Chlamydia and gonorrhea are two sexually transmitted diseases (STDs) that can cause damage to pelvic organs if not treated. A new sty has reported another possible consequence of an infection: stillbirth, preterm birth, or delivering a small for gestational age infant. Australian researchers published the results online on September 4 in the journal September 4 in Sexually Transmitted Infections.
The researchers conducted a study to evaluate the association between prior chlamydia and gonorrhea infections and adverse obstetric outcomes. They analyzed data from the New South Wales Perinatal Data Collection, which collects information on all births in New South Wales. They also reviewed data from the New South Wales Notifiable Conditions Information Management System, which records all diagnoses of notifiable conditions, including gonorrhea and chlamydia. Women who were pregnant for the first time with a single infant from 1999 through 2008 were included in the study. Obstetric outcomes and potential confounders (data that could skew the results) were retrieved from the birth record. A statistical analysis, adjusted for potential confounders, was conducted to estimate the association between a disease notification prior to the birth and adverse birth outcomes: spontaneous preterm birth, small for gestational age, and stillbirth.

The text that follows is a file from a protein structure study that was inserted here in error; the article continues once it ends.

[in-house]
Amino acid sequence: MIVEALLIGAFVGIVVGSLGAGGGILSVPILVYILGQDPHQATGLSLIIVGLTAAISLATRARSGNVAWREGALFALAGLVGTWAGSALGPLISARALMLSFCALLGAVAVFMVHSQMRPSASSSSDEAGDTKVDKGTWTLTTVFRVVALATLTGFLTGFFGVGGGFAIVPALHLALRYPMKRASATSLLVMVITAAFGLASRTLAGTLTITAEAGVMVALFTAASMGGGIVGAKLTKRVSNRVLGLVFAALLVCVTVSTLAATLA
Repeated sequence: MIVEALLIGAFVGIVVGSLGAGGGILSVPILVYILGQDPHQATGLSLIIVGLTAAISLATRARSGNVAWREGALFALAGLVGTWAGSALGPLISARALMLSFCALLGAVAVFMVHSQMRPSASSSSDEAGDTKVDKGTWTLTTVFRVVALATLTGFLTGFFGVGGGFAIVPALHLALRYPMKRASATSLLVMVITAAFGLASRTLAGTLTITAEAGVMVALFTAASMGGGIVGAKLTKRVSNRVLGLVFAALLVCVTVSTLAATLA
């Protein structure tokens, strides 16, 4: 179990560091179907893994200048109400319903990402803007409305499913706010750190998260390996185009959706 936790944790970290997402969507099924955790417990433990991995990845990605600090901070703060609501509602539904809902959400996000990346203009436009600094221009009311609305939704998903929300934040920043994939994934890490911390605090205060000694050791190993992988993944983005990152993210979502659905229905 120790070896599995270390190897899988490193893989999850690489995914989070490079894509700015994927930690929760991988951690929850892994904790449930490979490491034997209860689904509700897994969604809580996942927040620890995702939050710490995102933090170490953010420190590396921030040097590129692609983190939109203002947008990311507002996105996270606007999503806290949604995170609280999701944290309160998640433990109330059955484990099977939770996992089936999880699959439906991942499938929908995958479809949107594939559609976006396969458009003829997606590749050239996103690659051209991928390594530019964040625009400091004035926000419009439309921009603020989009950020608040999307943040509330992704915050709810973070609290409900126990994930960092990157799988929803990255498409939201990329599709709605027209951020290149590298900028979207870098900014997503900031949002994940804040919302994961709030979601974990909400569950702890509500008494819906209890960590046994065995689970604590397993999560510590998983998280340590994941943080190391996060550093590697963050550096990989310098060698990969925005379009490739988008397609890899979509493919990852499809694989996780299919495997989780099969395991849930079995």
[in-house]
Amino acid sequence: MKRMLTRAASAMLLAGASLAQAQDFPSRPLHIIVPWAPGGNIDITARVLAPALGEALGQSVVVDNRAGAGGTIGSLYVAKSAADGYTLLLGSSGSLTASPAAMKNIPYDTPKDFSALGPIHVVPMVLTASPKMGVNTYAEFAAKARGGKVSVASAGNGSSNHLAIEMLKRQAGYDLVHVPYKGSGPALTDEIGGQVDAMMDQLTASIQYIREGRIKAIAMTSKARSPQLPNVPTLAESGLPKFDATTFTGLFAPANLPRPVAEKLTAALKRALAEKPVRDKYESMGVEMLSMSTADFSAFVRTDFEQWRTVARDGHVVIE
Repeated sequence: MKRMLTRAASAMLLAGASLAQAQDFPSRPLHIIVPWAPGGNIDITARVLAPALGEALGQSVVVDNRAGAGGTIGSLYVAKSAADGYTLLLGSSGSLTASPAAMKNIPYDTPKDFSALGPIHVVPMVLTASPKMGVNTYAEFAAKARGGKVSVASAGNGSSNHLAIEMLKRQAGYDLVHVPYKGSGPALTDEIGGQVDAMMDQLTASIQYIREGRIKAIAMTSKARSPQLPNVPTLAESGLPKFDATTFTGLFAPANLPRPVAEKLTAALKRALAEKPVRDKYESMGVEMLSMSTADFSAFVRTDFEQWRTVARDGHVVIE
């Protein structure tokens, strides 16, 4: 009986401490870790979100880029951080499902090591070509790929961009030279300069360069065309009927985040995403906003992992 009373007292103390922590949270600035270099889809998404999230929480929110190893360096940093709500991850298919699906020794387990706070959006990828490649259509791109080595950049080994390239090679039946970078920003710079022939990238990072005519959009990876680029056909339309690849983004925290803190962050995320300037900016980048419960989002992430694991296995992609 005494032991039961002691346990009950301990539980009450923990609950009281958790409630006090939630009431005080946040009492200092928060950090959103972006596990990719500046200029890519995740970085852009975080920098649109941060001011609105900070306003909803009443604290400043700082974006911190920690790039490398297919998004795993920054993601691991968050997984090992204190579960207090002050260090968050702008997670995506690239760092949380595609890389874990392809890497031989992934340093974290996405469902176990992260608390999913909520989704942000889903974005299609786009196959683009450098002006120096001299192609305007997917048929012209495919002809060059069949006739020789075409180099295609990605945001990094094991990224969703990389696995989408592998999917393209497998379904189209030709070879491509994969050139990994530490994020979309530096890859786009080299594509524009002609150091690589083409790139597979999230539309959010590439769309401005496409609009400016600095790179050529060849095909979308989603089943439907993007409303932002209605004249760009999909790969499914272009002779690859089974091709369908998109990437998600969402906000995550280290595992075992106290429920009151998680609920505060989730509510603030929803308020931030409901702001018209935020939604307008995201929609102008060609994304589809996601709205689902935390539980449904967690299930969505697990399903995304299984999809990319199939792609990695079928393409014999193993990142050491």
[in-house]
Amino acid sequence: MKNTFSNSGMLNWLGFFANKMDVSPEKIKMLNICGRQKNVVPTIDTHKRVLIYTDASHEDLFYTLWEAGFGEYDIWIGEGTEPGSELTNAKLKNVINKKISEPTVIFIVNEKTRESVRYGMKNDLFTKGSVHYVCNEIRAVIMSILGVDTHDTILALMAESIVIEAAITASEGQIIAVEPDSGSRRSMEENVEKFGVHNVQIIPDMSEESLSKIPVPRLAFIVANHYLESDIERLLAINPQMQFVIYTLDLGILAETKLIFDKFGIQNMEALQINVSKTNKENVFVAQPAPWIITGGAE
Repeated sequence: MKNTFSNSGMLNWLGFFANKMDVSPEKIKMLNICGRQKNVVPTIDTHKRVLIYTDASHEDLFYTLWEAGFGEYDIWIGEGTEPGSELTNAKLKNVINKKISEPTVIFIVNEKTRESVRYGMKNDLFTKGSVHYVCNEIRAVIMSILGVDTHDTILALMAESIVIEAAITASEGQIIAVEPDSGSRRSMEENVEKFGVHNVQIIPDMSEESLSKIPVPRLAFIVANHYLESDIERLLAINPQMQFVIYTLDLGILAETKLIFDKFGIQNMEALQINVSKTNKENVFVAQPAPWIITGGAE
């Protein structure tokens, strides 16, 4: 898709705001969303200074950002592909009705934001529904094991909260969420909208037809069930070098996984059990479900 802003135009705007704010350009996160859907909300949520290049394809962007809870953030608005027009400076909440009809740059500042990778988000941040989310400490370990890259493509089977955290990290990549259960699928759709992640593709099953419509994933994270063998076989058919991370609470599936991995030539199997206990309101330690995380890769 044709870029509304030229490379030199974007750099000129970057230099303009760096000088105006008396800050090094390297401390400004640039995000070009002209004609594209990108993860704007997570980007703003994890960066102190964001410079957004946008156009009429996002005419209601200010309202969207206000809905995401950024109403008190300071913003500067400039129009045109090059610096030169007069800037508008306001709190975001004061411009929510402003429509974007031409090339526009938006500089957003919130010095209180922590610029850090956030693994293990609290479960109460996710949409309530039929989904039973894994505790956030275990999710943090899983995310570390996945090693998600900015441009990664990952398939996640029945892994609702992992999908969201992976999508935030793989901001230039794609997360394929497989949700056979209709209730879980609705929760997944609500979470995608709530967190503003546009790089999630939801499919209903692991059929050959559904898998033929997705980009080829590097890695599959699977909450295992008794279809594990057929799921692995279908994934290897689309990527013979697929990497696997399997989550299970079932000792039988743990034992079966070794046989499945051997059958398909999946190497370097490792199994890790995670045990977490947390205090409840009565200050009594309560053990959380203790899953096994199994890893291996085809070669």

The researchers found that among 354,217 women, 3,658 (1.0%) had a prior chlamydia notification; 196 (0.06%) had a prior gonorrhea notification. The majority of notifications (more than 80%) occurred before the estimated conception date. Among these women, 4.1% had a spontaneous preterm birth, 12.1% had a small for gestational age infant, and 0.6% of women had a stillbirth. Among women with a prior chlamydia notification, the risk of spontaneous preterm birth and stillbirth was increased; however, there was no association with small for gestational age. For women with gonorrhea the risk for spontaneous preterm birth was 2.5-fold; the risk for stillbirth was 2.35-fold, and the risk for small for gestational age was 0.98 (no increased risk). Among women with a prior chlamydia diagnosis, the risk of spontaneous preterm birth did not differ between women diagnosed more than one year prior to conception, within the year prior to conception, or during the pregnancy.
The authors concluded that sexually transmissible infections in pregnancy and the preconception period may be important in predicting pregnancy outcomes.
Take home message:
The risk of a STD can be reduced by practicing safe sex and being in a monogamous relationship. Unfortunately, however, a monogamous woman, even if married, can acquire an unwanted gift from her partner. These infections can usually be cleared up with a course of antibiotics; however, resistant strains that require intensive treatment are present.